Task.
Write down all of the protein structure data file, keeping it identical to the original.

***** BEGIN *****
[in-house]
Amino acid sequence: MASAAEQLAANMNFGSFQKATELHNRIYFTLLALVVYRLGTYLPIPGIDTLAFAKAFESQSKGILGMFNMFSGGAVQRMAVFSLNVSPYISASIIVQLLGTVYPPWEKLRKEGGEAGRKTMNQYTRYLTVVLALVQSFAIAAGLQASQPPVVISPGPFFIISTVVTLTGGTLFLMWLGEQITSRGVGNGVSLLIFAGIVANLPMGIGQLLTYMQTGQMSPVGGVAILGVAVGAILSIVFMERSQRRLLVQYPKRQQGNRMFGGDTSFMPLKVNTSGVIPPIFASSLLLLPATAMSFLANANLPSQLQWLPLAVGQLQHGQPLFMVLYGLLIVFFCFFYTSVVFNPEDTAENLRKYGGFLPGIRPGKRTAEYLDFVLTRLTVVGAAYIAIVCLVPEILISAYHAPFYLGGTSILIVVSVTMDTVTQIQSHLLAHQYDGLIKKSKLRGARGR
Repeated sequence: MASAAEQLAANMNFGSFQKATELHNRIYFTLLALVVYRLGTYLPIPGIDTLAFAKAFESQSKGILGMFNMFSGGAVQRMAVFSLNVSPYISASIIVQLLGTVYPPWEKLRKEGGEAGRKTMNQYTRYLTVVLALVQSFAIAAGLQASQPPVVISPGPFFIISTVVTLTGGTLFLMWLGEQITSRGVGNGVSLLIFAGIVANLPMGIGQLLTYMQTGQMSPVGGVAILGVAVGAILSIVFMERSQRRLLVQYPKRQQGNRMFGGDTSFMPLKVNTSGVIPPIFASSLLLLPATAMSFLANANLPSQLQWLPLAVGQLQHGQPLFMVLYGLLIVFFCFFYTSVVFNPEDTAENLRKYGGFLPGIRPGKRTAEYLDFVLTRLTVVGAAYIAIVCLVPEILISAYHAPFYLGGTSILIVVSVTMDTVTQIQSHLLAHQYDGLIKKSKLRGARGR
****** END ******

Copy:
[in-house]
Amino acid sequence: MASAAEQLAANMNFGSFQKATELHNRIYFTLLALVVYRLGTYLPIPGIDTLAFAKAFESQSKGILGMFNMFSGGAVQRMAVFSLNVSPYISASIIVQLLGTVYPPWEKLRKEGGEAGRKTMNQYTRYLTVVLALVQSFAIAAGLQASQPPVVISPGPFFIISTVVTLTGGTLFLMWLGEQITSRGVGNGVSLLIFAGIVANLPMGIGQLLTYMQTGQMSPVGGVAILGVAVGAILSIVFMERSQRRLLVQYPKRQQGNRMFGGDTSFMPLKVNTSGVIPPIFASSLLLLPATAMSFLANANLPSQLQWLPLAVGQLQHGQPLFMVLYGLLIVFFCFFYTSVVFNPEDTAENLRKYGGFLPGIRPGKRTAEYLDFVLTRLTVVGAAYIAIVCLVPEILISAYHAPFYLGGTSILIVVSVTMDTVTQIQSHLLAHQYDGLIKKSKLRGARGR
Repeated sequence: MASAAEQLAANMNFGSFQKATELHNRIYFTLLALVVYRLGTYLPIPGIDTLAFAKAFESQSKGILGMFNMFSGGAVQRMAVFSLNVSPYISASIIVQLLGTVYPPWEKLRKEGGEAGRKTMNQYTRYLTVVLALVQSFAIAAGLQASQPPVVISPGPFFIISTVVTLTGGTLFLMWLGEQITSRGVGNGVSLLIFAGIVANLPMGIGQLLTYMQTGQMSPVGGVAILGVAVGAILSIVFMERSQRRLLVQYPKRQQGNRMFGGDTSFMPLKVNTSGVIPPIFASSLLLLPATAMSFLANANLPSQLQWLPLAVGQLQHGQPLFMVLYGLLIVFFCFFYTSVVFNPEDTAENLRKYGGFLPGIRPGKRTAEYLDFVLTRLTVVGAAYIAIVCLVPEILISAYHAPFYLGGTSILIVVSVTMDTVTQIQSHLLAHQYDGLIKKSKLRGARGR